Original Release Date: 1993
Megaman 2 was my favorite game for the NES. However, by Megaman 3 the formula was starting to get a little stale, and by the time Megaman 6 came around, the series had vastly over stayed its welcome. With the franchise dwindling in quality and popularity, something needed to be done to revitalize the series. The answer came in the form of Megaman X, the first game released for the SNES, and one that managed to retain the familiar elements of the NES games while adding its own flavor to the mix.
The first thing to note about Megaman X is how expansive it is compared to classic Megaman. While the levels in Megaman were good, they were always constrained by the limitations of the NES. The levels in Megaman X, on the other hand, are much broader in scope, and allow for new challenges and new ways of overcoming obstacles.
In Megaman X, the player retains the same basic abilities of classic Megaman, but with a few new twists. First of all, the charged shot introduced in Megaman 4 returns, but is even more useful and fun to use than in Megaman 4. However, the game avoids making it feel overpowered, which was one issue with Megaman 4. Another new ability is the ability to wall jump. This ability gives the player much more mobility, and allows the player to evade deaths that would have been unavoidable in the classic Megaman games. Finally, there’s the dashing ability. This is really just a variation of the slide ability introduced in Megaman 3, but it’s a useful and fun move.
The game continues the tradition of having great art direction and great music, but with the enhanced capabilities of the SNES fueling it. As a result, playing through the game is a visual and auditory delight.
In many respects, Megaman X surpasses its 8-bit predecessors. Unfortunately, it shares some similarities with Megaman 4, in that the design is rather unbalanced in certain aspects. I’ve heard the complaint that this game is too easy, an accusation that I find, quite frankly, baffling. While it does have a different feel from the classic games, I felt that the overall difficulty was about the same as the classic games. A good amount of the difficulty comes from legitimate challenges, but unhappily there are some flawed design choices.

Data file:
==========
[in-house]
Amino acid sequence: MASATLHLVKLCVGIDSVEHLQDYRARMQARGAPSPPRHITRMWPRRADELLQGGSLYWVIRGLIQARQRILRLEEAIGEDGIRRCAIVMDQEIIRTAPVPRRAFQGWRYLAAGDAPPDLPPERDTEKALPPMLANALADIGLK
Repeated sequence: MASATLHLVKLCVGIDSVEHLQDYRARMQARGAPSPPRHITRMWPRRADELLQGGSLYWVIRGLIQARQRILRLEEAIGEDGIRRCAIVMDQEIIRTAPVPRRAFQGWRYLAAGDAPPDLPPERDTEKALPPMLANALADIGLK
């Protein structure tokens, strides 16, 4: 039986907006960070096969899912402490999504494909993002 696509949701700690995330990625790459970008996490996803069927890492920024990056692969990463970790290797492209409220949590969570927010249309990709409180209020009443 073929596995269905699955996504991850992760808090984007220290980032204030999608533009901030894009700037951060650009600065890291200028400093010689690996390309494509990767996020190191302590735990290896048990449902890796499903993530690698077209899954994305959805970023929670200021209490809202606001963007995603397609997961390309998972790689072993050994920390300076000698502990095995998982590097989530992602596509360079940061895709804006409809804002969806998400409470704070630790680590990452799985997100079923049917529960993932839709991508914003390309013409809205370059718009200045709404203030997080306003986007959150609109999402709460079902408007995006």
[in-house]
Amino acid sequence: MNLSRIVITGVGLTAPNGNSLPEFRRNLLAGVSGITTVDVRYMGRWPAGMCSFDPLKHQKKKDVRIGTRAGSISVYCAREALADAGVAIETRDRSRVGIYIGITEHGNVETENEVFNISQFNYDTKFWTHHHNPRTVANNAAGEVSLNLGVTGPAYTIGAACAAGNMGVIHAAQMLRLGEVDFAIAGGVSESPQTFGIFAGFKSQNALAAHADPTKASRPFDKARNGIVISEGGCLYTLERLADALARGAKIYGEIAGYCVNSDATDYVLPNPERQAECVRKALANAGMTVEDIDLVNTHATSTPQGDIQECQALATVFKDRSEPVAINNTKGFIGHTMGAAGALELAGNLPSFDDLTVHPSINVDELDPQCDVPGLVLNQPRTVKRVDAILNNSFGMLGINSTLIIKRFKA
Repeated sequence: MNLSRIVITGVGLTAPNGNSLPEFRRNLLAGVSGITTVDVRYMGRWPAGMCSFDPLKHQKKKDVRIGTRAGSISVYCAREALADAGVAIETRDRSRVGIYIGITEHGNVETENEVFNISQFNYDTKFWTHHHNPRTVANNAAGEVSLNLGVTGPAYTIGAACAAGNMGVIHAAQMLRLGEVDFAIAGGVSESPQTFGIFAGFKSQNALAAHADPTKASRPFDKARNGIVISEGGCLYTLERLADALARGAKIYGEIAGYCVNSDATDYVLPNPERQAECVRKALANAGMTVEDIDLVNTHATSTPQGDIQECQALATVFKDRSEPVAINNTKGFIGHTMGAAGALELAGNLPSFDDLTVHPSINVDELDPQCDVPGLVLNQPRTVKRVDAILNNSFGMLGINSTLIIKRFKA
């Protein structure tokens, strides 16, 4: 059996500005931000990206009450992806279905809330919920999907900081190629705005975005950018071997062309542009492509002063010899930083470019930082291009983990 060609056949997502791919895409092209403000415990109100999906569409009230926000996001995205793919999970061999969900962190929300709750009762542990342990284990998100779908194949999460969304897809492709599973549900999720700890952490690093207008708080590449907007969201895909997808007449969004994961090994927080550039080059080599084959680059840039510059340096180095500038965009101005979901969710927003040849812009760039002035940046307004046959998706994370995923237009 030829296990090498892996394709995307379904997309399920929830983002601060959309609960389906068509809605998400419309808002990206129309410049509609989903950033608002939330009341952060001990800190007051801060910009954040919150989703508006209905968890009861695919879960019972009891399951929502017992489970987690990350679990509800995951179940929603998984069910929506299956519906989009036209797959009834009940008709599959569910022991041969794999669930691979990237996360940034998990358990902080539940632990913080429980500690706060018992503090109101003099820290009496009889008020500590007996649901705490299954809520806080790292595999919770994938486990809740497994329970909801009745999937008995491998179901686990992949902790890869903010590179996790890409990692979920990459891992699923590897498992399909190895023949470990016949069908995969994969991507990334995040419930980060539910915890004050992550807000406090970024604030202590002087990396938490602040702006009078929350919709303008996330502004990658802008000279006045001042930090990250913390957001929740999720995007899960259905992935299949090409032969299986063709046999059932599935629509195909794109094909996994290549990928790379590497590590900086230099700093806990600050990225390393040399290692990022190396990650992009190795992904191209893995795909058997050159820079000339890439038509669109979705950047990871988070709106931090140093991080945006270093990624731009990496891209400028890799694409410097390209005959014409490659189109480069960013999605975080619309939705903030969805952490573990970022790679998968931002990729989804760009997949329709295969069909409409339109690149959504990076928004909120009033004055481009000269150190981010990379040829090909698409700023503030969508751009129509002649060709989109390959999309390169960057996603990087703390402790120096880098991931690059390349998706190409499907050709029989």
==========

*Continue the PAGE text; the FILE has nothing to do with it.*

First of all, the game starts you off with significantly less health than in the classic games. This makes the game feel rather punishing at times, as you can’t afford to make too many mistakes before dying. The only way to increase your health is to find hidden item packs in the levels, many of which are difficult to get, and some of which you won’t even realize are there.
The bigger issue with the difficulty, however, is the lives system and the iteration times. An archaic trend of the NES era, the lives system was only tolerable because it was a cheap way to make a game last longer. For the SNES era, however, when games could be much bigger and longer, and were overall better designed, the inclusion of the lives system is just infuriating.
The game is very stingy with checkpoints, so if you die, the game will send you back a ridiculous amount. And if you run out of lives, you have to do the entire level all over again. I’ve said it before and I’ll say it again: You should NEVER have to wade through minutes of content you’ve already mastered just to get another shot at the spot that was giving you trouble.
Another major problem is the inclusion of robot master weapons. Like in Megaman 4, the charged shot renders the other weapons mostly redundant. Here, however, it’s even more apparent that the other weapons were only included out of some misguided sense of tradition, and are only useful under very specific circumstances. Most of the game is built around using the charged shot, so it would have benefited the game to just eliminate the extra weapons and keep the overall design more simple and straightforward.
Finally, the game is rather short. Megaman 4 managed to figure out a way to make the experience a good length without padding it out, so it’s rather puzzling that Megaman X went back to the shorter structure of the first two games.
Megaman X was brave enough to redesign and change some things about the Megaman franchise, but seemed shackled to other things out of some misguided need for consistency, and the end result is a game that is rather sloppy in its design. If it had gone all the way, if it hadn’t been afraid to truly reinvent the series, it could have easily been better than any of the classic games, even 2.
Despite its shortcomings, though, Megaman X is a fun game. It’s a fresh take on the Megaman formula, and while it has its flaws, it’s also very unique. I can see why this game isn’t talked about as much as the classic Megaman games, but it’s a worthy spinoff, and a pretty good game in its own right.
How well it holds up 3/4
Personal Enjoyment 4/5
Overall quality 7/10
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